Ex-Trump adviser Paul Manafort says seeing prisoners being transferred reminded him of 'movies about the Holocaust': book

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Paul Manafort
Paul Manafort.AP Photo/Andrew Harnik, File
  • Paul Manafort says seeing prisoners being transferred reminded him of "movies about the Holocaust."

  • Trump's former advisor was convicted of numerous federal charges stemming from the Mueller probe.

  • He also revealed that he informally advised people close to the 2020 campaign while hoping for a pardon.

Former Trump campaign manager Paul Manafort said seeing prisoners being transferred reminded him of "movies about the Holocaust," according to a copy of his forthcoming memoir obtained by the Guardian.

Manafort was convicted during special counsel Robert Mueller's investigation for multiple federal criminal offenses stemming from his overseas lobbying and consulting work.

Related video: 7 takeaways from special counsel Robert Muller's Russia investigation in 2019

A Virginia jury found Manafort guilty of eight federal counts of tax fraud, bank fraud, and failure to report foreign bank accounts in August 2018. Manafort additionally pleaded guilty to one count of conspiracy to obstruct justice and one count of conspiracy against the US in a separate case and was sentenced to a total of 7 1/2 years in prison in 2019.

Manafort, according to the Guardian, recounted his experience in the federal prison system in the book, writing that at an airfield "somewhere in Ohio" seeing "prisoners...being herded in long lines and then separated into other buses and on to...transport planes…reminded me of movies about the Holocaust."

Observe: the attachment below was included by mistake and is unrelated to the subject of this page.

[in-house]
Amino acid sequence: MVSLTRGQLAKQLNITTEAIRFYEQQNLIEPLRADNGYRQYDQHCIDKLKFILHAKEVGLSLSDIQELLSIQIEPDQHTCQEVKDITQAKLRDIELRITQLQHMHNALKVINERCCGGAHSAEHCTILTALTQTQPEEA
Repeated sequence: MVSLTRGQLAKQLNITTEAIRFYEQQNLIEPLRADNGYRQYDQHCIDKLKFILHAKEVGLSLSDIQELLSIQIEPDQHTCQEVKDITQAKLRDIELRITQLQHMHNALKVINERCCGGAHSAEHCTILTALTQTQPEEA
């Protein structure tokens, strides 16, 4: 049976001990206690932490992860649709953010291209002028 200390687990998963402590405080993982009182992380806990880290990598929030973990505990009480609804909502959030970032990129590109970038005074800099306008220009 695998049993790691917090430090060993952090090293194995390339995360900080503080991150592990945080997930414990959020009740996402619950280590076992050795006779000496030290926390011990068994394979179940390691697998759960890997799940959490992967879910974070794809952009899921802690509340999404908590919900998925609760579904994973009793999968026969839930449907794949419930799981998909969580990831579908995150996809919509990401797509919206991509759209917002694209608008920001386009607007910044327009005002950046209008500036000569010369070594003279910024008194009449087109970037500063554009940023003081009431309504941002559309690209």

Manafort's memoir, "Political Prisoner: Persecuted, Prosecuted, but Not Silenced," is due for release on August 16. In the book, he painted himself as a victim of the Mueller probe and the justice system.

Manafort also revealed in the book that he informally advised people close to the Trump campaign after he was released from prison to serve the rest of his sentence in home confinement amid the COVID-19 pandemic in May 2020. But Manafort kept this advising under wraps because he didn't want to be scapegoated for Trump losing and thus jeopardize his chances of receiving a presidential pardon, per the excerpt.

"I didn't want anything to get in the way of the president's re-election or, importantly, a potential pardon," Manafort wrote, according to the Guardian.

Manafort said he had zero communication with Trumpworld while in prison, writing, "and I didn't want any, especially if it could be exploited by the MSM," or mainstream media.

"But when the re-election campaign started kicking off, I was interacting, unofficially, with friends of mine who were very involved," Manafort wrote, per the Guardian. "It was killing me not to be there, but I was advising indirectly from my condo."

It remains unclear what Manafort's informal advising involved or which friends he was speaking with about Trump's campaign after he left prison and moved to an apartment in northern Virginia.

"I still had no promise of a pardon, but I had an expectation," Manafort wrote. "My fear was that if I got in the way of the campaign and Trump lost, he might blame me, and I did not want that to happen."

Manafort received a presidential pardon from Trump in December 2020, writing that he learned the news from "a very good doctor friend, Ron, who is also close to Donald and Melania" and a frequent judge at the Miss Universe pageants.

"It was like a switch was pressed," he wrote of learning he was pardoned and telling his wife, according to the Guardian, writing, "We hugged and cried. I was free."

Read the original article on Business Insider